Yes in My Backyard: More In-Law Units in San Jose
By Kristy Wang, Community Planning Policy Director
November 30, 2016

Photo courtesy Inhabitat

In-law housing units hit it big in 2016. The White House recently named them as a potential solution to the urban housing shortage. Three bills that would make them easier to create passed the California legislature and are awaiting the governor’s signature. The San Francisco Planning Department even made a video. Once illegal in many cities, this simple way to add more housing — create an additional unit in the backyard, basement, attic or garage — has become a welcome tool in the fight to make urban housing affordable.

Last week San Jose became the latest Bay Area city — following Berkeley, Oakland, San Francisco, Redwood City and Mountain View — to update its in-law unit ordinances to better serve the need for housing solutions. San Jose approved several changes to its in-law unit regulations, with the intention of bringing them into compliance with new state law and facilitating development in traditional residential neighborhoods.

After several years of banning in-law units, San Jose initiated a pilot secondary unit ordinance in 2005. Eighty-three applications, 61 permits and 19 completed units later, the city made the program permanent in 2008. Still, fewer than 200 legal in-law units had been completed in the 10-plus years since the creation of the pilot program, so the city set out to make the program more effective at creating new units and adding incremental density.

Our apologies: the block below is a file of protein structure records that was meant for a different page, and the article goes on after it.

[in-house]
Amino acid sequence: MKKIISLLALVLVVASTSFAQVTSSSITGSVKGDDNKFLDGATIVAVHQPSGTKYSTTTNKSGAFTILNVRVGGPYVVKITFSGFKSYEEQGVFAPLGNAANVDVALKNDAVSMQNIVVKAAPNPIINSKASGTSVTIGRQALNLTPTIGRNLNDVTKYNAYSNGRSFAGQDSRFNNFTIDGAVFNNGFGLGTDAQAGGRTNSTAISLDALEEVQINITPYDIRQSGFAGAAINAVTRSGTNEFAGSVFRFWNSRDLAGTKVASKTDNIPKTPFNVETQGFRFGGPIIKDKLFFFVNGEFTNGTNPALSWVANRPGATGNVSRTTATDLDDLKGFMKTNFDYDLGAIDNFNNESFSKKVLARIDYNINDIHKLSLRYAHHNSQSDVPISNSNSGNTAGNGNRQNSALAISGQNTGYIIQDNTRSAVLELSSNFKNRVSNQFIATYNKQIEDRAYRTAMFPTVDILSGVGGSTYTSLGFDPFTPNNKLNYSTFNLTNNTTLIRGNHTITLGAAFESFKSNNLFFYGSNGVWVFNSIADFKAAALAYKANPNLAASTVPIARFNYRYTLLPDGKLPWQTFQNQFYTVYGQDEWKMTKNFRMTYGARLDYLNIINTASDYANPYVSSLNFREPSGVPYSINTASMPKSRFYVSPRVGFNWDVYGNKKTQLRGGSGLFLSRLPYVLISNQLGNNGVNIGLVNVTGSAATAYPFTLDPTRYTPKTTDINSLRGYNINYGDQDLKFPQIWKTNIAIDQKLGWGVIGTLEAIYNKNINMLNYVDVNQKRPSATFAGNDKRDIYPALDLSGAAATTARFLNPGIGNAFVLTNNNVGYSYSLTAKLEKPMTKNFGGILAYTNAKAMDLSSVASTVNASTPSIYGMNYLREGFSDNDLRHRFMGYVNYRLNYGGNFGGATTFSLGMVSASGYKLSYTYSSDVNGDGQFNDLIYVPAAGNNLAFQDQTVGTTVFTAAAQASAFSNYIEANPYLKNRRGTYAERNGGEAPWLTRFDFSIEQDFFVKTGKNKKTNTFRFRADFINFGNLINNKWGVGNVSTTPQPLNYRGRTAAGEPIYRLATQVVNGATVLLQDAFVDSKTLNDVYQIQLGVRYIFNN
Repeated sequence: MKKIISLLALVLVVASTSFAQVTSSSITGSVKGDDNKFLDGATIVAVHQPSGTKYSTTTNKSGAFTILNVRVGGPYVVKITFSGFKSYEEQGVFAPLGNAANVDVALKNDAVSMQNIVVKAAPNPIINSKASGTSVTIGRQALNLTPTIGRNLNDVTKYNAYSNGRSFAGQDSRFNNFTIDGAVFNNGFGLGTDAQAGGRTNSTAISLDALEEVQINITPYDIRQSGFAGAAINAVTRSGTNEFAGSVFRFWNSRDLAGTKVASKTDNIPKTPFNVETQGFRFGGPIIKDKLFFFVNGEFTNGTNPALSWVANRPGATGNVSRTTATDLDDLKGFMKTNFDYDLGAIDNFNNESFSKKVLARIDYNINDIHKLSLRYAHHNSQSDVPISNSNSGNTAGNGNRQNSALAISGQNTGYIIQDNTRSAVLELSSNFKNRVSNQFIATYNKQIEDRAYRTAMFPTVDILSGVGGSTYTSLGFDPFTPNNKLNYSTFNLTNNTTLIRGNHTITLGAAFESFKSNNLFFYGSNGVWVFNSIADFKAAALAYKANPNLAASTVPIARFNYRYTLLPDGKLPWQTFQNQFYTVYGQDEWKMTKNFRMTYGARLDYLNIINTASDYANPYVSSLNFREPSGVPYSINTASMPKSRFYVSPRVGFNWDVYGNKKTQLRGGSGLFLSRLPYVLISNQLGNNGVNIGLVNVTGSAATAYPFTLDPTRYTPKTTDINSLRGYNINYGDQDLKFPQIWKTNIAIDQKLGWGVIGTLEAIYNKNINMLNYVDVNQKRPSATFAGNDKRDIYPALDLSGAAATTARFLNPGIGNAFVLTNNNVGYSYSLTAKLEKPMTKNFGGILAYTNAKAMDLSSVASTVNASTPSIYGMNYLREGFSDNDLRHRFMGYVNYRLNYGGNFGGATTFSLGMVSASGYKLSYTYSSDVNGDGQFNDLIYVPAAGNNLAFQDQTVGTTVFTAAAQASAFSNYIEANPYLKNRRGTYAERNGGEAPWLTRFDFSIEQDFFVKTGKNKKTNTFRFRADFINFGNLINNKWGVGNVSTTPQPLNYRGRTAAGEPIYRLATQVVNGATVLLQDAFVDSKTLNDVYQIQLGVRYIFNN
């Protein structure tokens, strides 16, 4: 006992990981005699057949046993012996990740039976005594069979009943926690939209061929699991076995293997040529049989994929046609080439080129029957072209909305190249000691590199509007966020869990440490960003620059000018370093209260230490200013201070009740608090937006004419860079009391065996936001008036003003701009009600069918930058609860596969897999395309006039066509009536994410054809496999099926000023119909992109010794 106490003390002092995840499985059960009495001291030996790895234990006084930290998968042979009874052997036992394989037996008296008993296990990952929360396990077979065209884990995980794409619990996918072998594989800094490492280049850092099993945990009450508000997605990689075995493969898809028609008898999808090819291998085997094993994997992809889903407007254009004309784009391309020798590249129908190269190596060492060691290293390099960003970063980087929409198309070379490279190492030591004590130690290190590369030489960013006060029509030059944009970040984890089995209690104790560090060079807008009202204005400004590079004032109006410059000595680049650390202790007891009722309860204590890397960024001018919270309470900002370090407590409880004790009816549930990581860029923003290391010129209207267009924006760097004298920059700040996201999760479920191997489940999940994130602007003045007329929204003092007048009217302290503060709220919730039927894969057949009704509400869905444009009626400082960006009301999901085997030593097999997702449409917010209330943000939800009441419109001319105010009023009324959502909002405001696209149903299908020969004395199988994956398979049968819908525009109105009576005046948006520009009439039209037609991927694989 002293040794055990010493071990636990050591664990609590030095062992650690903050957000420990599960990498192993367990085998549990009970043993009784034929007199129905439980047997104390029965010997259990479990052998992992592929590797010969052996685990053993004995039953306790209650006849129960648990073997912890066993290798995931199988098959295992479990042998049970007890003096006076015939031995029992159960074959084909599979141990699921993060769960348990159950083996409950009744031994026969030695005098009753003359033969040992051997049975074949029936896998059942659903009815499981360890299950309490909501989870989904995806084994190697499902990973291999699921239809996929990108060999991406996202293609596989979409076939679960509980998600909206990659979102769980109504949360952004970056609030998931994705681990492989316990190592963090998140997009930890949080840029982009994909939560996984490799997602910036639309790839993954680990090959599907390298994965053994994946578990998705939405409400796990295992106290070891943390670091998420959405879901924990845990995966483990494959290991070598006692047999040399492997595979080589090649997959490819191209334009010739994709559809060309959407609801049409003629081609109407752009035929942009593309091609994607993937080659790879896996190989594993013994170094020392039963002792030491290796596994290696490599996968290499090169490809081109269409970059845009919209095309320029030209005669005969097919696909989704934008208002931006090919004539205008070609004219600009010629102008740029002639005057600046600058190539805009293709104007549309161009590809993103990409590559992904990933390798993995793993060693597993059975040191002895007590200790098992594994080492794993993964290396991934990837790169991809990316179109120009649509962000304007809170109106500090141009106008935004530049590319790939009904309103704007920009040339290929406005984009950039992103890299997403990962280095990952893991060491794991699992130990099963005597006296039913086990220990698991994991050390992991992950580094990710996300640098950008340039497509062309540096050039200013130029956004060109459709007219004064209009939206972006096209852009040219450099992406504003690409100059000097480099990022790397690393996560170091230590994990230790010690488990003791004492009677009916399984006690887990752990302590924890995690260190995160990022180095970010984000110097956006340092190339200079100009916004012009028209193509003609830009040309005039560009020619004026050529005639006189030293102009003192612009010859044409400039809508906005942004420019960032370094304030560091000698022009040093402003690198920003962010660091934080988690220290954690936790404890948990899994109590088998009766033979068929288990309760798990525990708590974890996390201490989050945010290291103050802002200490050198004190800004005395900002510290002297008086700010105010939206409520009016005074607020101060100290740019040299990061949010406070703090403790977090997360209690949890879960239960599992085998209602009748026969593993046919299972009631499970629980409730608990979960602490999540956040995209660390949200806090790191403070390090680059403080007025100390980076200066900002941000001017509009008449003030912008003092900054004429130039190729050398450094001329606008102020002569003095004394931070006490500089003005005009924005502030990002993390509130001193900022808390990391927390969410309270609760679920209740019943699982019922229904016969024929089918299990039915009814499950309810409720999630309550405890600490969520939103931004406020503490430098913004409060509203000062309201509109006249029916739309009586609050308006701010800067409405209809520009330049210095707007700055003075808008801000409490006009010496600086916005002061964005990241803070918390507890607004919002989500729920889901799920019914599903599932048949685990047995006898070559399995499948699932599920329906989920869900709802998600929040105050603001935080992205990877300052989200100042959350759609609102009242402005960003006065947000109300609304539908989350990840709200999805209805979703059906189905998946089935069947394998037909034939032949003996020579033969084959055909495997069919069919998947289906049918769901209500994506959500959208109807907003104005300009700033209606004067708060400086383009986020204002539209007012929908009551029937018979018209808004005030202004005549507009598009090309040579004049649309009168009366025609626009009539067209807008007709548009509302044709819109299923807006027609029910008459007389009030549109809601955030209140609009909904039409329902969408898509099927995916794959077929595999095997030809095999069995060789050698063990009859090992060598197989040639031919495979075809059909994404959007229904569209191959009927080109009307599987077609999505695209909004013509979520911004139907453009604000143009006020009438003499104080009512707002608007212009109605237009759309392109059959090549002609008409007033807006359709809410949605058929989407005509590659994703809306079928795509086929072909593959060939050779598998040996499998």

With the help of city staff and supportive councilmembers, San Jose approved a series of tweaks that slightly loosen up the ordinance across the board:

  • Secondary units will now be allowed in R-2 districts (two units per lot) as well as R-1 districts (single family), and staff will further study the number of eligible secondary units
  • Minimum lot size will shrink from 6,000-8,000 square feet to 5,445 square feet
  • Unit maximum floor area would grow from 700 to 800 square feet on parcels over 10,000 square feet
  • A studio in-law unit would now be permissible (only one-bedroom units were allowed previously)
  • The required parking would now be permitted on a driveway apron
  • Under certain conditions, no new parking will be required for an in-law unit
  • The rear setback will be reduced from 15 feet to 5 feet under certain conditions
  • Only the secondary unit attached to a detached garage would have to meet setback requirements (the existing garage would not), and staff will study impediments to detached garage conversions

And so forth. The changes consistently increase the likelihood that individual project proposals can meet city requirements, but we think it could go further.

SPUR and our friends at SV@Home advocated for eliminating or further loosening many of these requirements if we really want to see more of these units built. What are the major barriers that homeowners face, and how can we break them down?